Esther May rested the .44 caliber Henry across a rock. Her cheek pressed against the stock as she held the rifle sights on the rider leading Skewy. “What do you want?”
The first rider, the one Esther May came to think of as the leader, leaned with both hands resting on the saddle horn. “Well now, niñita, we were thinking of a trade.”
“I’ve got nothing to trade. You’d best be on your way.”
The leader pointed over his shoulder with his thumb toward C.J. “Your compadre says you have the belongings of the scalp hunter.”
Esther May didn’t answer. Her mind was telling her not to trust these men.
They had to be the same fellows she saw before, but there were three then. One had a western hat, one wore nothing, and one had a sombrero.
That was it. Where was the man in the sombrero?
Got A Bad Feeling About This
A tingle rose along her back and settled on her neck as if someone breathed on it.
Turning her head she saw a movement out of the corner of her eye. She swung the rifle as the third man stepped from behind a boulder with his gun drawn.
Esther May fired.
Her senses registered the impact to his sternum as part of her consciousness wondered what threw the vaquero violently backward. She didn’t remember pulling the trigger, nor did she feel the rifle recoil.
Her strange detachment allowed her to witness the last mortal twitches of a sombrero-wearing assassin while hearing a voice calling through the rocks. “Hola. Who lives? Only one shot, but it does not sound like Marco’s pistol.”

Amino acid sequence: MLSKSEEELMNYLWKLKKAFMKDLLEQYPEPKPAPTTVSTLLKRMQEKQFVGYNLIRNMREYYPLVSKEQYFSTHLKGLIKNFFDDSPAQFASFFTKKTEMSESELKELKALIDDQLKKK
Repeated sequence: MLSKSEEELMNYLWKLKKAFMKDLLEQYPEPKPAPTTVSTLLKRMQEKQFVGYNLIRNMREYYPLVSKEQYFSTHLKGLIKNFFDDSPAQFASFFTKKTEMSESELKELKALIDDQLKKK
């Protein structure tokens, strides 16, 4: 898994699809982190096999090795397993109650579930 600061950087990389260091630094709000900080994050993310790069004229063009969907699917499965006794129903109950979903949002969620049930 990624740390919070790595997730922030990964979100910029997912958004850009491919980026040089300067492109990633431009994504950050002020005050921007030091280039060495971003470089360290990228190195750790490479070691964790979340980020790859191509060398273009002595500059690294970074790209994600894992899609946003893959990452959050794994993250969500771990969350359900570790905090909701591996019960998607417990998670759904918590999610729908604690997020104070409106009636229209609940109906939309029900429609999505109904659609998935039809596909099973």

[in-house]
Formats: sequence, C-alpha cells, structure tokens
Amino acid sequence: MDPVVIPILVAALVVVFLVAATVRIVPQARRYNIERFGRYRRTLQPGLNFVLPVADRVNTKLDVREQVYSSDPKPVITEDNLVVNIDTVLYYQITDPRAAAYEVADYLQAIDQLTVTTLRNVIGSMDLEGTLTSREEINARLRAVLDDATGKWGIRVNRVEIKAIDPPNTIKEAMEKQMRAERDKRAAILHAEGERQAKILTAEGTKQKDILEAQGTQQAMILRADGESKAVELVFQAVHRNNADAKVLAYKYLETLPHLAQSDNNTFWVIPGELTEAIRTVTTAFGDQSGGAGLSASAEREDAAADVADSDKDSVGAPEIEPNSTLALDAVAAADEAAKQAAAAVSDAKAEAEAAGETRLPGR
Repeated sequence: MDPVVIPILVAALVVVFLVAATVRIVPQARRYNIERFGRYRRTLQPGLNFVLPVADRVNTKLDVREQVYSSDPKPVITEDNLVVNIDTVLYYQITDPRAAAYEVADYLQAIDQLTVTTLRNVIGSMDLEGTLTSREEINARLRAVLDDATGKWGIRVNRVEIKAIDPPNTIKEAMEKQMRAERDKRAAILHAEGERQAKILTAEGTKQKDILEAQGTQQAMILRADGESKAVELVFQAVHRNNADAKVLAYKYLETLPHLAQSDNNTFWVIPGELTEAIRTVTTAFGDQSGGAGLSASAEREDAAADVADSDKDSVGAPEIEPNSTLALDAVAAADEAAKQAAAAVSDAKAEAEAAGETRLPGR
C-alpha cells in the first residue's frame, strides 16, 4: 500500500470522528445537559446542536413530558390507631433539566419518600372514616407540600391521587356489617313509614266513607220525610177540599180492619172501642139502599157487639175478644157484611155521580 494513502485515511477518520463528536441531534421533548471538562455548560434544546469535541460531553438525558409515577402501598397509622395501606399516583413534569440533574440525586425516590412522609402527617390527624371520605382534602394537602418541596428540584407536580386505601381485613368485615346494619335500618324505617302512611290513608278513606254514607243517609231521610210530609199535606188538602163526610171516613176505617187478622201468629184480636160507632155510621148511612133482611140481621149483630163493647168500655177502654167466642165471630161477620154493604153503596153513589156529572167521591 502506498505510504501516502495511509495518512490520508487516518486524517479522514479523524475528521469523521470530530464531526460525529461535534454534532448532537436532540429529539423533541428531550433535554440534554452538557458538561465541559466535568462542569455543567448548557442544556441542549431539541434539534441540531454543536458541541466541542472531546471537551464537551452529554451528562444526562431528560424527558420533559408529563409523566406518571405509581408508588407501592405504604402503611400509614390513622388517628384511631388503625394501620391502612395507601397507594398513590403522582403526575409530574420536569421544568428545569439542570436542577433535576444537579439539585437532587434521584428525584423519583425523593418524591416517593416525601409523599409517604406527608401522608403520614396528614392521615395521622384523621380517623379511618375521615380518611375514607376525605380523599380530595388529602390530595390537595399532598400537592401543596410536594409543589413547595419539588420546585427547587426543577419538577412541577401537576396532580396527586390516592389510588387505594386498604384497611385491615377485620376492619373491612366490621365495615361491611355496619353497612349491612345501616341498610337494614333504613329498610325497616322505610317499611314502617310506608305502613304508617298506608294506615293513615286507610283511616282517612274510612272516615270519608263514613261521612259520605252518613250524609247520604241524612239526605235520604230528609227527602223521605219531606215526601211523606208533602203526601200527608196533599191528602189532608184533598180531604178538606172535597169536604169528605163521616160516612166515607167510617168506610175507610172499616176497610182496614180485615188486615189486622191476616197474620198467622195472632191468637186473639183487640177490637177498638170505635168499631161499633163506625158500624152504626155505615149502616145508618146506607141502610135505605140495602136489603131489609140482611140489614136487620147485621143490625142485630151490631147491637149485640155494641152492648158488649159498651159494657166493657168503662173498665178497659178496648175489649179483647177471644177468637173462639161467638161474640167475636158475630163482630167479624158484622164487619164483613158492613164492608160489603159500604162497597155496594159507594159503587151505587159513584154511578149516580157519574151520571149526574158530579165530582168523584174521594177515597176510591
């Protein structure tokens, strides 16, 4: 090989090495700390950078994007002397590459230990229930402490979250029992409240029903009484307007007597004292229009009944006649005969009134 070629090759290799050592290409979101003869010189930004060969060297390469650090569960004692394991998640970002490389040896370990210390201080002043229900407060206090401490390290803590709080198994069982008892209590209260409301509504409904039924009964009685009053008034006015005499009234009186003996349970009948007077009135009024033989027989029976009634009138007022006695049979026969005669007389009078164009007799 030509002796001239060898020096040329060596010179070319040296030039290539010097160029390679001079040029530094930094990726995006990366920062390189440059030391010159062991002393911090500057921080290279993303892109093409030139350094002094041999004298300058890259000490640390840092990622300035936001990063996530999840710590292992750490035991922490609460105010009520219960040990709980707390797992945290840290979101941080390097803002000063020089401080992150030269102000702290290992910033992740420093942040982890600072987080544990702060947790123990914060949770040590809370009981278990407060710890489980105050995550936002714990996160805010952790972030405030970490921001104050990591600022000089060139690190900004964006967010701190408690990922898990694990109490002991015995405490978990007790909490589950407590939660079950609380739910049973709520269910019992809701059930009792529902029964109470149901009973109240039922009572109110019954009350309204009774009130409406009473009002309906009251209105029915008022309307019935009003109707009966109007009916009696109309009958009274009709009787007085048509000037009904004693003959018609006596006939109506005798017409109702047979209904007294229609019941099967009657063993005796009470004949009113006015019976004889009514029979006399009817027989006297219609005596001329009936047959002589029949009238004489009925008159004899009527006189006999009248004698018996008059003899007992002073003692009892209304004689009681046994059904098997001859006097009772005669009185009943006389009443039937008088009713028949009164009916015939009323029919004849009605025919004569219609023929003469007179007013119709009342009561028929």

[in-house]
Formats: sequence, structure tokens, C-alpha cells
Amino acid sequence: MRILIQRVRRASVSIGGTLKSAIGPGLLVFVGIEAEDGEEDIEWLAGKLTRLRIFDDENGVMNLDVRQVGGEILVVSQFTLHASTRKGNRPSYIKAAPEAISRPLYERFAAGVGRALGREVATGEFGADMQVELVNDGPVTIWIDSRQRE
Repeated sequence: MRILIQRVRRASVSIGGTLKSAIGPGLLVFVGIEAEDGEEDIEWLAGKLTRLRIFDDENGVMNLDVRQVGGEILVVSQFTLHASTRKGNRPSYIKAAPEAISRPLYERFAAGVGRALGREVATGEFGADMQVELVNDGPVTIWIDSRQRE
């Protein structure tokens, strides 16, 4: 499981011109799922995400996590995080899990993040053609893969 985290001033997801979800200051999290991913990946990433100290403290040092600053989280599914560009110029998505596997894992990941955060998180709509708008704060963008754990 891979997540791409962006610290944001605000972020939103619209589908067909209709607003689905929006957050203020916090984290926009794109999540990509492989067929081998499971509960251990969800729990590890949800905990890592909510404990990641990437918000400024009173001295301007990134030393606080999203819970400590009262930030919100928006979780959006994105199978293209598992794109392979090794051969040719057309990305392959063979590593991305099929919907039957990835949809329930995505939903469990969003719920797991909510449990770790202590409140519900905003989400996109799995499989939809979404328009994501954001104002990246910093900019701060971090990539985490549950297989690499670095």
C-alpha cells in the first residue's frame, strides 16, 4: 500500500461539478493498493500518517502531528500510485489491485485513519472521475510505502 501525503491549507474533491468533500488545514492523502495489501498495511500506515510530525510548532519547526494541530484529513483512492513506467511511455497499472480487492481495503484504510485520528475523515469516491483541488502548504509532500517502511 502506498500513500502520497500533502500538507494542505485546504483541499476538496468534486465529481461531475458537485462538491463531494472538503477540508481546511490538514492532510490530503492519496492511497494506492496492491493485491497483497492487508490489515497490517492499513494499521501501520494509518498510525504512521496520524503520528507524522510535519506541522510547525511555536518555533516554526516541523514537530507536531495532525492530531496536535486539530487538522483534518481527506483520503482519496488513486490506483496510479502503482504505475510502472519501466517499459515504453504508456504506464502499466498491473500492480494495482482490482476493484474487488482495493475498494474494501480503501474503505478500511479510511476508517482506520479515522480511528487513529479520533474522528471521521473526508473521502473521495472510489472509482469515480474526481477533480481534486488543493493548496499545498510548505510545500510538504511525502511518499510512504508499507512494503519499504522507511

Esther May resettled in her vantage point. The riders in front of her were still in the same position. “You lost the sneaky one. Leave C.J. and ride out of here.” She was surprised that her voice didn’t tremble.
Trying To Exchange
“Oh, Little One,” the leader called back. “Marco was always jumping when he should have been sitting. I’m sorry he’s gone, but it was going to happen.” He shifted in the saddle. “But you have mentioned half of the trade we want. We will leave your friend, and you will give us the hunter’s scalps.”
“Sorry. I threw them away.”
It was hard for Esther May to tell at this distance whether the leader smiled or sneered. In either case, he shook his head. “You would not do that. They are worth much to the Mexican government.”
“I don’t care about scalps or the Mexican government. If you can follow tracks, follow mine back to where you find two dead Indians and a white man. Near there you’ll find the pouch.”
“I don’t believe you. I think we’ll come look for ourselves.”
The leader laughed. “So will we, chica. And we are still two to your one.” He said something in Spanish to his companion who dropped Skewy’s reins.
C.J. sat in the saddle with his chin on his chest.
The second vaquero spurred his horse in a forward leap.
At the sudden, aggressive movement, Esther May pulled the trigger.
The leader toppled from the saddle.
Rocks splattered in shards around her as the last vaquero galloped toward her firing his pistol.
Esther May worked the Henry’s lever and aimed.
The rider’s eyes grew large. He was looking down the bore of Esther May’s rifle. He abruptly swung his horse to one side and tore off, still at a gallop.
Quiet On The Mountain
Esther May left the two men for the buzzards and collected their gear.
Checking, she found C.J. mumbling, barely conscious, and burning with a fever. She roped the vaquero’s horses behind the two she was already trailing and brought Skewy, carrying C.J., to walk beside her.
“Let’s get this delirious caravan to town.”
Are the scary times over for Esther May? Leave your comment now.
We’ll have to assume that C.J. was probably going in and out of awareness to stay in the saddle, but look here.
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